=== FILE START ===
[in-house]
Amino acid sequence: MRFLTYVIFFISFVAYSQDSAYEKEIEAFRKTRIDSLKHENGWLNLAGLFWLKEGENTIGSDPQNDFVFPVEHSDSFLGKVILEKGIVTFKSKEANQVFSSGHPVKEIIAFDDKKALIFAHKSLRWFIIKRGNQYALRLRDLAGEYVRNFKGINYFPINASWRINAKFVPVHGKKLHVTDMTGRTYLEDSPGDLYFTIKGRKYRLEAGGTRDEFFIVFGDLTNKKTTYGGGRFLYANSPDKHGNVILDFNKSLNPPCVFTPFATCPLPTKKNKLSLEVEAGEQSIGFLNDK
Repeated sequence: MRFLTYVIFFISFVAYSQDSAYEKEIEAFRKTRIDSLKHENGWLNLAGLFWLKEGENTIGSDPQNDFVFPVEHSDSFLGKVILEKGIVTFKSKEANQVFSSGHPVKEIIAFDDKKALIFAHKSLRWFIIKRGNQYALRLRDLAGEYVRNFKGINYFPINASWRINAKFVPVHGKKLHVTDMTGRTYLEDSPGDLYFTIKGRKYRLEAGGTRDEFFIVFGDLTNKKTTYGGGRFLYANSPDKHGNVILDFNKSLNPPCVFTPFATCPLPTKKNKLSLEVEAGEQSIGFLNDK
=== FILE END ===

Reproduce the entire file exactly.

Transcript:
[in-house]
Amino acid sequence: MRFLTYVIFFISFVAYSQDSAYEKEIEAFRKTRIDSLKHENGWLNLAGLFWLKEGENTIGSDPQNDFVFPVEHSDSFLGKVILEKGIVTFKSKEANQVFSSGHPVKEIIAFDDKKALIFAHKSLRWFIIKRGNQYALRLRDLAGEYVRNFKGINYFPINASWRINAKFVPVHGKKLHVTDMTGRTYLEDSPGDLYFTIKGRKYRLEAGGTRDEFFIVFGDLTNKKTTYGGGRFLYANSPDKHGNVILDFNKSLNPPCVFTPFATCPLPTKKNKLSLEVEAGEQSIGFLNDK
Repeated sequence: MRFLTYVIFFISFVAYSQDSAYEKEIEAFRKTRIDSLKHENGWLNLAGLFWLKEGENTIGSDPQNDFVFPVEHSDSFLGKVILEKGIVTFKSKEANQVFSSGHPVKEIIAFDDKKALIFAHKSLRWFIIKRGNQYALRLRDLAGEYVRNFKGINYFPINASWRINAKFVPVHGKKLHVTDMTGRTYLEDSPGDLYFTIKGRKYRLEAGGTRDEFFIVFGDLTNKKTTYGGGRFLYANSPDKHGNVILDFNKSLNPPCVFTPFATCPLPTKKNKLSLEVEAGEQSIGFLNDK